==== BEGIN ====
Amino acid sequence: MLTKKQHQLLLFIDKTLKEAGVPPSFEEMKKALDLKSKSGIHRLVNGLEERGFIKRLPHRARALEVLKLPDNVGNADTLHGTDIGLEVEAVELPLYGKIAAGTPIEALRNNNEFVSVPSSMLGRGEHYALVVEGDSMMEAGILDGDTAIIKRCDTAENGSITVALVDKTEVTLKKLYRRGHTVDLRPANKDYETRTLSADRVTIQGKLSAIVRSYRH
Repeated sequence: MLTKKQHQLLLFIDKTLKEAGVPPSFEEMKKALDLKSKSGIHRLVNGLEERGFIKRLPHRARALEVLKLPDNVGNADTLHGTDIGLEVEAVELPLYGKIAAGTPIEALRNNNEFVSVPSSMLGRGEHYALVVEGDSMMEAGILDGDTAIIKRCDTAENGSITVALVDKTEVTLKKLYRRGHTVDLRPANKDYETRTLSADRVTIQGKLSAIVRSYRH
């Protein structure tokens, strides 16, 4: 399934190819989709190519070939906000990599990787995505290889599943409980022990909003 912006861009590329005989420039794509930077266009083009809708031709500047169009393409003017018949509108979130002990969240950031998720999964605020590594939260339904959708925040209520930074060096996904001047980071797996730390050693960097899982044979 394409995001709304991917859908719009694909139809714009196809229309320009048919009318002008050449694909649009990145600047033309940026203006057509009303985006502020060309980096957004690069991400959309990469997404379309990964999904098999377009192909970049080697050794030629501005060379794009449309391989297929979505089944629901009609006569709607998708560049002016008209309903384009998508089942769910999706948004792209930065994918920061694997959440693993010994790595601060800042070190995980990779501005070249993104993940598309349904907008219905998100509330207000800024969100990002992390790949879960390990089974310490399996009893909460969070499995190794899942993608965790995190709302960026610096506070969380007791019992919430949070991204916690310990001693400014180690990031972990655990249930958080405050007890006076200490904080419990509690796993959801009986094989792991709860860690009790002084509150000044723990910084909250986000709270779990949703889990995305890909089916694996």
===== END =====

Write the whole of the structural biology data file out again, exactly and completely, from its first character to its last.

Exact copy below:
Amino acid sequence: MLTKKQHQLLLFIDKTLKEAGVPPSFEEMKKALDLKSKSGIHRLVNGLEERGFIKRLPHRARALEVLKLPDNVGNADTLHGTDIGLEVEAVELPLYGKIAAGTPIEALRNNNEFVSVPSSMLGRGEHYALVVEGDSMMEAGILDGDTAIIKRCDTAENGSITVALVDKTEVTLKKLYRRGHTVDLRPANKDYETRTLSADRVTIQGKLSAIVRSYRH
Repeated sequence: MLTKKQHQLLLFIDKTLKEAGVPPSFEEMKKALDLKSKSGIHRLVNGLEERGFIKRLPHRARALEVLKLPDNVGNADTLHGTDIGLEVEAVELPLYGKIAAGTPIEALRNNNEFVSVPSSMLGRGEHYALVVEGDSMMEAGILDGDTAIIKRCDTAENGSITVALVDKTEVTLKKLYRRGHTVDLRPANKDYETRTLSADRVTIQGKLSAIVRSYRH
């Protein structure tokens, strides 16, 4: 399934190819989709190519070939906000990599990787995505290889599943409980022990909003 912006861009590329005989420039794509930077266009083009809708031709500047169009393409003017018949509108979130002990969240950031998720999964605020590594939260339904959708925040209520930074060096996904001047980071797996730390050693960097899982044979 394409995001709304991917859908719009694909139809714009196809229309320009048919009318002008050449694909649009990145600047033309940026203006057509009303985006502020060309980096957004690069991400959309990469997404379309990964999904098999377009192909970049080697050794030629501005060379794009449309391989297929979505089944629901009609006569709607998708560049002016008209309903384009998508089942769910999706948004792209930065994918920061694997959440693993010994790595601060800042070190995980990779501005070249993104993940598309349904907008219905998100509330207000800024969100990002992390790949879960390990089974310490399996009893909460969070499995190794899942993608965790995190709302960026610096506070969380007791019992919430949070991204916690310990001693400014180690990031972990655990249930958080405050007890006076200490904080419990509690796993959801009986094989792991709860860690009790002084509150000044723990910084909250986000709270779990949703889990995305890909089916694996």